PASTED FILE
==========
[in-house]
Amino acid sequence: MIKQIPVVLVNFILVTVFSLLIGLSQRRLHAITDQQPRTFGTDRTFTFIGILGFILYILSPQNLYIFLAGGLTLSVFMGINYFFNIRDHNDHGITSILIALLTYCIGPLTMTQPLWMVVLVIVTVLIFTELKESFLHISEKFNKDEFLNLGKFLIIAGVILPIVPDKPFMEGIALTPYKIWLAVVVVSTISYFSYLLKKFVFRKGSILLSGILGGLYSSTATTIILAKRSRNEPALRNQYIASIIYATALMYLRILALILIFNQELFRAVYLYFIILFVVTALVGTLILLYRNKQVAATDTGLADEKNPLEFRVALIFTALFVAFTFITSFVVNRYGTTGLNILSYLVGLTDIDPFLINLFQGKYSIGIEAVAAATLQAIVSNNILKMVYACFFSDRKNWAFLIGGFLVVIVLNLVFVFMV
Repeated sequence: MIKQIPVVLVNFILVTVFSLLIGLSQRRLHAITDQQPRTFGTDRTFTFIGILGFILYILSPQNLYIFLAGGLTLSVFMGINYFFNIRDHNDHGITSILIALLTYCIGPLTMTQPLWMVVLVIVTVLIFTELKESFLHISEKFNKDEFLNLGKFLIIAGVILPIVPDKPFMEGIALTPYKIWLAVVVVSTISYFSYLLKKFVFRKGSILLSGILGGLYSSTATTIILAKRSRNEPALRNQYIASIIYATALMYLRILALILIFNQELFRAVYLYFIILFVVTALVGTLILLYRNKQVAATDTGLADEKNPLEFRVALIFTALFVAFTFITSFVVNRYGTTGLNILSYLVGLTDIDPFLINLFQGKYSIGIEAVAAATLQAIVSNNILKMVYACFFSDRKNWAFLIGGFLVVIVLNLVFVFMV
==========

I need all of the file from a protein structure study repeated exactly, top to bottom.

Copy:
[in-house]
Amino acid sequence: MIKQIPVVLVNFILVTVFSLLIGLSQRRLHAITDQQPRTFGTDRTFTFIGILGFILYILSPQNLYIFLAGGLTLSVFMGINYFFNIRDHNDHGITSILIALLTYCIGPLTMTQPLWMVVLVIVTVLIFTELKESFLHISEKFNKDEFLNLGKFLIIAGVILPIVPDKPFMEGIALTPYKIWLAVVVVSTISYFSYLLKKFVFRKGSILLSGILGGLYSSTATTIILAKRSRNEPALRNQYIASIIYATALMYLRILALILIFNQELFRAVYLYFIILFVVTALVGTLILLYRNKQVAATDTGLADEKNPLEFRVALIFTALFVAFTFITSFVVNRYGTTGLNILSYLVGLTDIDPFLINLFQGKYSIGIEAVAAATLQAIVSNNILKMVYACFFSDRKNWAFLIGGFLVVIVLNLVFVFMV
Repeated sequence: MIKQIPVVLVNFILVTVFSLLIGLSQRRLHAITDQQPRTFGTDRTFTFIGILGFILYILSPQNLYIFLAGGLTLSVFMGINYFFNIRDHNDHGITSILIALLTYCIGPLTMTQPLWMVVLVIVTVLIFTELKESFLHISEKFNKDEFLNLGKFLIIAGVILPIVPDKPFMEGIALTPYKIWLAVVVVSTISYFSYLLKKFVFRKGSILLSGILGGLYSSTATTIILAKRSRNEPALRNQYIASIIYATALMYLRILALILIFNQELFRAVYLYFIILFVVTALVGTLILLYRNKQVAATDTGLADEKNPLEFRVALIFTALFVAFTFITSFVVNRYGTTGLNILSYLVGLTDIDPFLINLFQGKYSIGIEAVAAATLQAIVSNNILKMVYACFFSDRKNWAFLIGGFLVVIVLNLVFVFMV